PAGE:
Formal SocNet Policies Offer Benefits

February 3, 2010

This article is included in these additional categories:

Analytics, Automated & MarTech | Brand Metrics | Social Media | Staffing | Youth & Gen X

Employers are putting themselves at potential risk and missing out on beneficial opportunities by neglecting to put formal policies regarding online social network use in place, according to [pdf] research by employment services provider Manpower Inc.

Employers Lack SocNet Policies

Manpower’s recent study, “Social Networks vs. Management? Harness the Power of Social Media,” indicates that 75% of employers worldwide say their organizations do not have a formal policy regarding the use of social networking sites at work. Only 20% of employers do have a formal policy, and only 63% of those say their policy is effective at avoiding productivity loss.

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In the Americas, 29% of employers have a formal policy regarding the use of social networking sites at work, and 69% do not.

Reputations Mostly Safe So Far

Despite widespread lack of formal policies, most employers both globally and in the Americas have not been negatively affected as a result of employees’ use of social networking sites. Globally, 89% of employers say they have not been negatively affected, and 4% say they have been negatively affected. In the Americas, 89% of employers say they have not been negatively affected, and 8% say they have been negatively affected.

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Suggestions for Leveraging SocNets at Work

Manpower recommends that organizations leverage the connective power of social networking to address the following issues:

  • Productivity – Social networking can be a productivity booster. For example, Best Buy recently launched “Twelpforce,” which equips customer service representatives with Twitter accounts they can use to answer customers’ questions.
  • Collaboration – Especially for younger workers, social networks can enhance collaboration and teamwork, even among employees who are remote from one another.
  • Knowledge Management – Companies can use social networking tools to create “communities” of interest,” groups of people connected by personal or professional interest in a particular subject matter. These efforts can prove especially valuable in capturing and transferring knowledge across organizational silos.
  • Innovation – Companies can use social networking tools to build channels to customers, academics and independent inventors who used to be hard to reach in a targeted and sustained way.
  • Employee Alignment/Engagement – Social media is particularly suited for communications intended to keep employees connected to an organization’s mission and vision. For example, leaders can use social media to establish and enhance a two-way dialogue with employees.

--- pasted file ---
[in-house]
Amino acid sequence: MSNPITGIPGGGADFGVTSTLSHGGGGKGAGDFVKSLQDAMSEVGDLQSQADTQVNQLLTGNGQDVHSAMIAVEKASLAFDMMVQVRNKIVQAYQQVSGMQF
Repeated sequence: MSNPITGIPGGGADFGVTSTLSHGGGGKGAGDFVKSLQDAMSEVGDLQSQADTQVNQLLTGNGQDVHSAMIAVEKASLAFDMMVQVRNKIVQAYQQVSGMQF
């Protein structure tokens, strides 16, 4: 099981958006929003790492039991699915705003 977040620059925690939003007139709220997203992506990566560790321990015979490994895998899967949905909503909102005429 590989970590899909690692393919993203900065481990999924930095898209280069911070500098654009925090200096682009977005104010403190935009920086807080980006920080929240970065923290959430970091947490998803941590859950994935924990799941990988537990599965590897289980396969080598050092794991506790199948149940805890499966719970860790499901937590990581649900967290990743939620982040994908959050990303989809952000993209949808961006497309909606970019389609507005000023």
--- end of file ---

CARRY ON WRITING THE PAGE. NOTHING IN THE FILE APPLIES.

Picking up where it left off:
• Recruitment – Social networks, particularly professionally oriented ones like LinkedIn, can be helpful for making business connections and recruiting prospective employees.

US Companies Need a ‘Twittervention’
Top US companies are missing out on a large portion of the potential Twitter holds for their businesses, according to a study from PR firm Weber Shandwick. A Weber Shandwick research paper entitled Do Fortune 100 Companies Need a Twittervention (pdf) indicates that while Corporate America is familiar with Twitter, it is not taking advantage of the full range of Twitter’s business capabilities.

The Twitter online social network has an estimated 20 million US users and 50 million users worldwide. Yet according to Weber Shandwick, while 73% of Fortune 100 companies registered a total of 540 Twitter accounts, 76% of those accounts do not post tweets often, and 52% are not considered actively engaged as measured by engagement metrics such as numbers of links, hashtags, references and retweets.

Moreover, 50% of Fortune 100 accounts had fewer than 500 followers, 15% were inactive or used as placeholders to protect against the “brand-jacking” (or unauthorized use) of a company name, and 4% were abandoned after a specific event. Some 41 accounts not included in the study group of 540 accounts appeared to be brand-jacked accounts using a brand name without authorization.

Enterprises Unprepared for SocNet Threat

Unchecked social network use poses a threat to enterprise organizations, according to research by Cisco. A recent Cisco global study indicates only one in seven of the companies that participated in the research notes a formal process associated with adopting consumer-based social networking tools for business purposes. In addition, one in five participants identified any policies in place concerning the use of consumer-based social networking technologies in the enterprise, and only one in ten respondents noted direct IT involvement in externally facing social networking initiatives.

About the Study: Manpower surveyed nearly 34,400 employers worldwide about their social networking policies.

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